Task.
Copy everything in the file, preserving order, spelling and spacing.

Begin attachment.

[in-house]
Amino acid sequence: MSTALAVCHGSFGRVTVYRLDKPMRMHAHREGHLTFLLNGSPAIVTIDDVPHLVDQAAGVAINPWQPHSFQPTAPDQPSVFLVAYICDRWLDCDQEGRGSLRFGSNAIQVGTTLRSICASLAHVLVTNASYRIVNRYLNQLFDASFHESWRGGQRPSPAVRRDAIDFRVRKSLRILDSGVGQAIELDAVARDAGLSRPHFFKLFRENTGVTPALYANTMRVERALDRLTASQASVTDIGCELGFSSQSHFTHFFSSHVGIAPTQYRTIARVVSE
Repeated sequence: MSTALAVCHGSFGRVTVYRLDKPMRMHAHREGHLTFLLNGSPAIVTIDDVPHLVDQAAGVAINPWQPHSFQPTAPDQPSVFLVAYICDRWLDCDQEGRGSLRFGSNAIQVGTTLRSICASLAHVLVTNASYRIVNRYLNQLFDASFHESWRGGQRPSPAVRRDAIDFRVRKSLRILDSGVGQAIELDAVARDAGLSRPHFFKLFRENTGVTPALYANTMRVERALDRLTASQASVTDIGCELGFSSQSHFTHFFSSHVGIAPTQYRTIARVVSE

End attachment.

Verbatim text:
[in-house]
Amino acid sequence: MSTALAVCHGSFGRVTVYRLDKPMRMHAHREGHLTFLLNGSPAIVTIDDVPHLVDQAAGVAINPWQPHSFQPTAPDQPSVFLVAYICDRWLDCDQEGRGSLRFGSNAIQVGTTLRSICASLAHVLVTNASYRIVNRYLNQLFDASFHESWRGGQRPSPAVRRDAIDFRVRKSLRILDSGVGQAIELDAVARDAGLSRPHFFKLFRENTGVTPALYANTMRVERALDRLTASQASVTDIGCELGFSSQSHFTHFFSSHVGIAPTQYRTIARVVSE
Repeated sequence: MSTALAVCHGSFGRVTVYRLDKPMRMHAHREGHLTFLLNGSPAIVTIDDVPHLVDQAAGVAINPWQPHSFQPTAPDQPSVFLVAYICDRWLDCDQEGRGSLRFGSNAIQVGTTLRSICASLAHVLVTNASYRIVNRYLNQLFDASFHESWRGGQRPSPAVRRDAIDFRVRKSLRILDSGVGQAIELDAVARDAGLSRPHFFKLFRENTGVTPALYANTMRVERALDRLTASQASVTDIGCELGFSSQSHFTHFFSSHVGIAPTQYRTIARVVSE